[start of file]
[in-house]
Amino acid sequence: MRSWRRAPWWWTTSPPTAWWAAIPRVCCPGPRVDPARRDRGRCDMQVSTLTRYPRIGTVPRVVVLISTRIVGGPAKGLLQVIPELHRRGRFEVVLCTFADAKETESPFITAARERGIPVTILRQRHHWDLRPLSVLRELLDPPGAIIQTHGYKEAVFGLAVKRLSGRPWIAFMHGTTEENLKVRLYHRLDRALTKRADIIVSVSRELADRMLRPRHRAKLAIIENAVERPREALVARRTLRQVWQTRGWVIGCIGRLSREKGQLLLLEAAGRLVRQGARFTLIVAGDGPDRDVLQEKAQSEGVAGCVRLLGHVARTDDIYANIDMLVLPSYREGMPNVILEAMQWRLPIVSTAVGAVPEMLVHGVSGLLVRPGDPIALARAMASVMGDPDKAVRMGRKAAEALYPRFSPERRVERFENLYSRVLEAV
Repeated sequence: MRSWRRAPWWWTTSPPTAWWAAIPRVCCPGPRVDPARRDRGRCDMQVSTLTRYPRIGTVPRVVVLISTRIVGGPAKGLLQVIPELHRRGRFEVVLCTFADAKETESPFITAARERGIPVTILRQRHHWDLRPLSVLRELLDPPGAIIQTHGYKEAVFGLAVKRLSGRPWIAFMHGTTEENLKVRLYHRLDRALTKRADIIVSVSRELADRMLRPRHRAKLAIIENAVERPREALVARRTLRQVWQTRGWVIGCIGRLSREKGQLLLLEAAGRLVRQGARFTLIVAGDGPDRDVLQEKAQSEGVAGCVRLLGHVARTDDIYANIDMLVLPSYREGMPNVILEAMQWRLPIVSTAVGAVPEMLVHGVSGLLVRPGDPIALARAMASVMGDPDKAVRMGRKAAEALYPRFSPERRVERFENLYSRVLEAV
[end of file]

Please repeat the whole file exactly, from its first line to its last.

[in-house]
Amino acid sequence: MRSWRRAPWWWTTSPPTAWWAAIPRVCCPGPRVDPARRDRGRCDMQVSTLTRYPRIGTVPRVVVLISTRIVGGPAKGLLQVIPELHRRGRFEVVLCTFADAKETESPFITAARERGIPVTILRQRHHWDLRPLSVLRELLDPPGAIIQTHGYKEAVFGLAVKRLSGRPWIAFMHGTTEENLKVRLYHRLDRALTKRADIIVSVSRELADRMLRPRHRAKLAIIENAVERPREALVARRTLRQVWQTRGWVIGCIGRLSREKGQLLLLEAAGRLVRQGARFTLIVAGDGPDRDVLQEKAQSEGVAGCVRLLGHVARTDDIYANIDMLVLPSYREGMPNVILEAMQWRLPIVSTAVGAVPEMLVHGVSGLLVRPGDPIALARAMASVMGDPDKAVRMGRKAAEALYPRFSPERRVERFENLYSRVLEAV
Repeated sequence: MRSWRRAPWWWTTSPPTAWWAAIPRVCCPGPRVDPARRDRGRCDMQVSTLTRYPRIGTVPRVVVLISTRIVGGPAKGLLQVIPELHRRGRFEVVLCTFADAKETESPFITAARERGIPVTILRQRHHWDLRPLSVLRELLDPPGAIIQTHGYKEAVFGLAVKRLSGRPWIAFMHGTTEENLKVRLYHRLDRALTKRADIIVSVSRELADRMLRPRHRAKLAIIENAVERPREALVARRTLRQVWQTRGWVIGCIGRLSREKGQLLLLEAAGRLVRQGARFTLIVAGDGPDRDVLQEKAQSEGVAGCVRLLGHVARTDDIYANIDMLVLPSYREGMPNVILEAMQWRLPIVSTAVGAVPEMLVHGVSGLLVRPGDPIALARAMASVMGDPDKAVRMGRKAAEALYPRFSPERRVERFENLYSRVLEAV